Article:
I would not presume to vet you in any wise. Your arguements and supporting evidence are more than enough for me to take you seriously. Thank you for the links. I didn’t give Yergen that much credit before. I’ve got a lot of catch up reading to do.
            Be of good cheer.

  5. Middle Seaman

    Rogoff’s “Businesses . . . are worried of where the government is going, where taxes are going” is nothing but a smoke screen. He and business know with absolute certainty that even if the government will make changes, they will small and confined. Actually, Rogoff knows extremely well that as long as Obama is president business will get what it wants. An identical argument applies to taxes.

    The bottom line is that (a) the uncertainty argument is baseless no matter what and (b) Obama guarantees certainty and profits to business.

    Rogoff must think that we are complete morons or is running for something.

  6. gs_runsthiscountry

    Yves,

    Nice post, the “uncertainty” buzz word has been a nice catch-all and very annoying as of late. Nice to see someone spell it out for what it is.

  7. vlade

    Nice one Yves.

    One thing I’d point out is that in the way most of the current businesses are run there’s no uncertainity as far as managers are concerned. Not even risk, really. Both of those words imply possibility of negative as well as positive results – but for a large part, the most interested parties are exposed only to the upside (yes, I know, it’d be hard to lose that 10m a year job, and live on hand-to-mouth 100k a year instead).

    Re the cost-cutting. It’s easier to cut costs (any idiot can do that) than to really improve efficiency. You’d be efficient in the first place though (but it’s oh so easy not to do so, and throw more money at problems – just ask one Gordon B). But, even efficiency is ultimately a tragedy of commons – for lots of efficiency can be had from automation.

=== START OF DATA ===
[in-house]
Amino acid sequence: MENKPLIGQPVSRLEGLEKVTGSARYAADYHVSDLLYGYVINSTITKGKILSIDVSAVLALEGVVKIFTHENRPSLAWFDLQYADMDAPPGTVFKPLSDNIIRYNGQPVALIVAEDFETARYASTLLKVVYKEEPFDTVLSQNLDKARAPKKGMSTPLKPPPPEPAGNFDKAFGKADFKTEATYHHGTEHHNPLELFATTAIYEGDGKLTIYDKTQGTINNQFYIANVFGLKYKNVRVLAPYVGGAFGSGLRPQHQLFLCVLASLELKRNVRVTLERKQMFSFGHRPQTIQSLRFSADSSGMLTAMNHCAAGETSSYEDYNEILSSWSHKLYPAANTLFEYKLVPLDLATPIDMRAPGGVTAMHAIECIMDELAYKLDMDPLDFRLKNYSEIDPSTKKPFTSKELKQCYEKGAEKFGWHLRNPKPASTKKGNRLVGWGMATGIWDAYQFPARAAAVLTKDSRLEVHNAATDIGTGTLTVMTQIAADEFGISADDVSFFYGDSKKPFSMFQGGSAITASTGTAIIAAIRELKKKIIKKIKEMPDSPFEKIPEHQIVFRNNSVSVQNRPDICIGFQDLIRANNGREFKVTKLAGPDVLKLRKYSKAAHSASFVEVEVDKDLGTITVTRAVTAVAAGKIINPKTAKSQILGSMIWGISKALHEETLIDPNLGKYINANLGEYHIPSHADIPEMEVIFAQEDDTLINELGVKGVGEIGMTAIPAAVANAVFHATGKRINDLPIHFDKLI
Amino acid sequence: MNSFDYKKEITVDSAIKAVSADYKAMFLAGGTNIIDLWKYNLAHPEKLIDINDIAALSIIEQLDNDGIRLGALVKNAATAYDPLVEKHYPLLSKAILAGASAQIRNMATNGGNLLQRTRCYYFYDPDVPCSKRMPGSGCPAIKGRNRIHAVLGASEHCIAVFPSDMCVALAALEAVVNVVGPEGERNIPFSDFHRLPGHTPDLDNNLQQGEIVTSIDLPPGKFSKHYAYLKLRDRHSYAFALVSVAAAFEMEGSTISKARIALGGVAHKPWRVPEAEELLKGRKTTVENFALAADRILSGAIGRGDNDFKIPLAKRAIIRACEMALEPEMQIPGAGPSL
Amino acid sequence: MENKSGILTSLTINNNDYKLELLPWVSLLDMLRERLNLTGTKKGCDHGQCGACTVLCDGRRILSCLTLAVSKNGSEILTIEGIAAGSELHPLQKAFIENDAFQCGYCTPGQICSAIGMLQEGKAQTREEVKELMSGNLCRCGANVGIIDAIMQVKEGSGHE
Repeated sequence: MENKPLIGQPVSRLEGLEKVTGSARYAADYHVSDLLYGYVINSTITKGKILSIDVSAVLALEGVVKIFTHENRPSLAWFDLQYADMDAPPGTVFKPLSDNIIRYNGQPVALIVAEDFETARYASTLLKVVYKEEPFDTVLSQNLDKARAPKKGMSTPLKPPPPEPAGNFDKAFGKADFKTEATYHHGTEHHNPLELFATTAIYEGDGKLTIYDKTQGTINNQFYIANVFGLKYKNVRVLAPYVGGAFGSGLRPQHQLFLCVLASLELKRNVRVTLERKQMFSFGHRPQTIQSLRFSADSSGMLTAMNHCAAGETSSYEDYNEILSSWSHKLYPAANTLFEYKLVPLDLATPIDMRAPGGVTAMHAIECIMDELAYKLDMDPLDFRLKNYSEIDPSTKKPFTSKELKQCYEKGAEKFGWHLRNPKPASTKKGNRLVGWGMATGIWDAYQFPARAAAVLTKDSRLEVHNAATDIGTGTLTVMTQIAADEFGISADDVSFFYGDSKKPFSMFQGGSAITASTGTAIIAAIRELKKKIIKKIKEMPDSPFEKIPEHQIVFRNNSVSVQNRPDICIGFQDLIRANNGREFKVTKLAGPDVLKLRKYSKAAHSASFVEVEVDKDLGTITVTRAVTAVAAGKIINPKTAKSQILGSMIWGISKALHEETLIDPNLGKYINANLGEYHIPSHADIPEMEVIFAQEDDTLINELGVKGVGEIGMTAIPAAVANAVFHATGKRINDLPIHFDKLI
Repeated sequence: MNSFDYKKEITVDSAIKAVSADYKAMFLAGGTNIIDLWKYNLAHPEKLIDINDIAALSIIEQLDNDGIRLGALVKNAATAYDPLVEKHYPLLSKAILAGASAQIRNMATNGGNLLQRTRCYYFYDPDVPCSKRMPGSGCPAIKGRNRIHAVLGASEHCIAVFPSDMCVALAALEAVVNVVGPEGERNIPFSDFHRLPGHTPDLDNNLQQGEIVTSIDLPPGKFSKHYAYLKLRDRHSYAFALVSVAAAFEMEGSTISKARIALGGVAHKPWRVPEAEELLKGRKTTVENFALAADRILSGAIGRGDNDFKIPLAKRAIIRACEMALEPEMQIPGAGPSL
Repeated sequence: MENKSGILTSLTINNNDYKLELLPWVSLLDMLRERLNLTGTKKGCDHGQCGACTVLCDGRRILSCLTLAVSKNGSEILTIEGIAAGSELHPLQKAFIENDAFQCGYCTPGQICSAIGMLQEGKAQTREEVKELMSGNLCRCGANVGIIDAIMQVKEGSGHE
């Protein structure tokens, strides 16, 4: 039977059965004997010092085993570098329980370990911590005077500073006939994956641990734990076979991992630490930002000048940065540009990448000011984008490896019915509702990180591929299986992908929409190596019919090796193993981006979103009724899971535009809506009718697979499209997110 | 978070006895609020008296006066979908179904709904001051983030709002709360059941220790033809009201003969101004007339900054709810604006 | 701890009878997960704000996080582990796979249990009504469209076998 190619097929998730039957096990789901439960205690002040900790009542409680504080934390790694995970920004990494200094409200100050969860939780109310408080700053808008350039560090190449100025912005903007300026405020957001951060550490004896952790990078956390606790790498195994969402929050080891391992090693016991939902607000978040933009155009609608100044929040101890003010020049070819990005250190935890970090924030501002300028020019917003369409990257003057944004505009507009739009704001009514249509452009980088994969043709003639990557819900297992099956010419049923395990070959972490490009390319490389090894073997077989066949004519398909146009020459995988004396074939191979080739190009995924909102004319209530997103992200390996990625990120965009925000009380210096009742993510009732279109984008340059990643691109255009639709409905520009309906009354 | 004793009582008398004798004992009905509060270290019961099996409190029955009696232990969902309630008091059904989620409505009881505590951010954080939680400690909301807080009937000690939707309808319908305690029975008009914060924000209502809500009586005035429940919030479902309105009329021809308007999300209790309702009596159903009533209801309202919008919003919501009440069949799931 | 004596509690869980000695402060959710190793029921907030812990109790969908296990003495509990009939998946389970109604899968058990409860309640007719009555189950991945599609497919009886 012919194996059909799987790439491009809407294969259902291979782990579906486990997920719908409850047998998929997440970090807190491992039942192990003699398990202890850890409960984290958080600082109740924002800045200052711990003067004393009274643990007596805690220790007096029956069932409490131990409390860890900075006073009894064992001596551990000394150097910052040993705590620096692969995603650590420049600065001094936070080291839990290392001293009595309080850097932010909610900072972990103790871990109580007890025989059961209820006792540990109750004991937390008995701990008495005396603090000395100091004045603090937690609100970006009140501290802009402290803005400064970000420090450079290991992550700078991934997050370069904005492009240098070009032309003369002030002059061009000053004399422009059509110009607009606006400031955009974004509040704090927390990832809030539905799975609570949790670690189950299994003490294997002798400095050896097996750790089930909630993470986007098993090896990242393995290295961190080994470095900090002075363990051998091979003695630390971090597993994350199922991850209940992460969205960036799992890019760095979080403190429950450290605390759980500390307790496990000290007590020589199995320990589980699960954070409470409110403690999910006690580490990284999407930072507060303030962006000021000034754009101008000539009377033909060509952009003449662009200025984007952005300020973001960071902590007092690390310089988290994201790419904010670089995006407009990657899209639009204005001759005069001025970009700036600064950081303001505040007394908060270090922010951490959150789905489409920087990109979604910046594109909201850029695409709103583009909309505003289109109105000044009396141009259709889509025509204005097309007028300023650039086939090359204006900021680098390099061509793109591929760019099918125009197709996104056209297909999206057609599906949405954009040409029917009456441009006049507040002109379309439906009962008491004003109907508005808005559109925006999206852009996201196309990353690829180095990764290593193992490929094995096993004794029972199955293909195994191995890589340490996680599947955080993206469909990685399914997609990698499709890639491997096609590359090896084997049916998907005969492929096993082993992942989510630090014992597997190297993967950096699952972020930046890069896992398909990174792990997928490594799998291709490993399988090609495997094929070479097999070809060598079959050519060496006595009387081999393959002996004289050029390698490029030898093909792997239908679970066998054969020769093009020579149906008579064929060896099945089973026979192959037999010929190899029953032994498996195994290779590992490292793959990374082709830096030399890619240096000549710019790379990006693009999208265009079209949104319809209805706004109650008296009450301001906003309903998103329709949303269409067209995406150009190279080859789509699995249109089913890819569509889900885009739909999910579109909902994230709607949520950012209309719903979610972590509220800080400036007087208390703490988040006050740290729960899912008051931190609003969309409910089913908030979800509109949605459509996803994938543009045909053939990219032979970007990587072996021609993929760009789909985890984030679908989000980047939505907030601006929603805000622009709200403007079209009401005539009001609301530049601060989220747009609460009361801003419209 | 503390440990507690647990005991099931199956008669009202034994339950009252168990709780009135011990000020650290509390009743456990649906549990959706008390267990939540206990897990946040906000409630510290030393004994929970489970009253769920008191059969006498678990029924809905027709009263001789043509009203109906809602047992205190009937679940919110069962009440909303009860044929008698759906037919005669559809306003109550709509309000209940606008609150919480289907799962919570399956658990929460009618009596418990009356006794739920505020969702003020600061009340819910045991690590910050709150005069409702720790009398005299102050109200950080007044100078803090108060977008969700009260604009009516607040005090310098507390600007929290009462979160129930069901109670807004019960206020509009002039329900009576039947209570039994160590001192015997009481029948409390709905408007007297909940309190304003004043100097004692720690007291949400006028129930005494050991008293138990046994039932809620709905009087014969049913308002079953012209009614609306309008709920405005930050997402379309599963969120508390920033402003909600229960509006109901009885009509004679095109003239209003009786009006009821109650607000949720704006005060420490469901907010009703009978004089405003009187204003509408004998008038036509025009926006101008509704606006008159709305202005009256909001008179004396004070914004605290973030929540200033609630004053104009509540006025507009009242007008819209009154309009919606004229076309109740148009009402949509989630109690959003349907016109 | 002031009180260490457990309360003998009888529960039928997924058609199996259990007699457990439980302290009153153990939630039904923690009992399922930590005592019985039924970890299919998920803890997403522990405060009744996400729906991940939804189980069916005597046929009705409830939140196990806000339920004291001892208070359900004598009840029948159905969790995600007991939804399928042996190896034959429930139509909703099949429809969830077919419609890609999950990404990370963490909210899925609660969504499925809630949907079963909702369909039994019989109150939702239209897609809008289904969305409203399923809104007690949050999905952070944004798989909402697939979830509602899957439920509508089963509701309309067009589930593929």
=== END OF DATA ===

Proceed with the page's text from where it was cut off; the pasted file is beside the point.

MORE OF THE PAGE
1. ambrit

      Dear vlade;
      You forgot the one ‘occupation’ that can’t be really automated: The Military. As the neo-cons discovered to their dismay in Iraq, you need lots of ‘boots on the ground’ to consolidate your ‘automated’ gains.

  8. Anonymous Jones

    Wow. Another great article. I would love to see this become a weekly thing somewhere, where you tear down often repeated, but clearly incorrect, maxims, in a somewhat broader forum.

  9. olddeadmeat

    Speaking as a small business guy:

    You should distinguish between volatility and uncertainty.

    Volatility would represent the natural progression of a business cycle -where supply and demand fluctuate depending upon an anticipated group of factors.

    Farming is a great illustration of volatility – A farmer has to identify which crop will produce the greatest profit from a particular field, bearing in mind the soil’s current condition, anticipated rainfall, expected demand for various products (i.e. is there an oversupply of some crops already in the warehouse, what are other farmers planting, etc).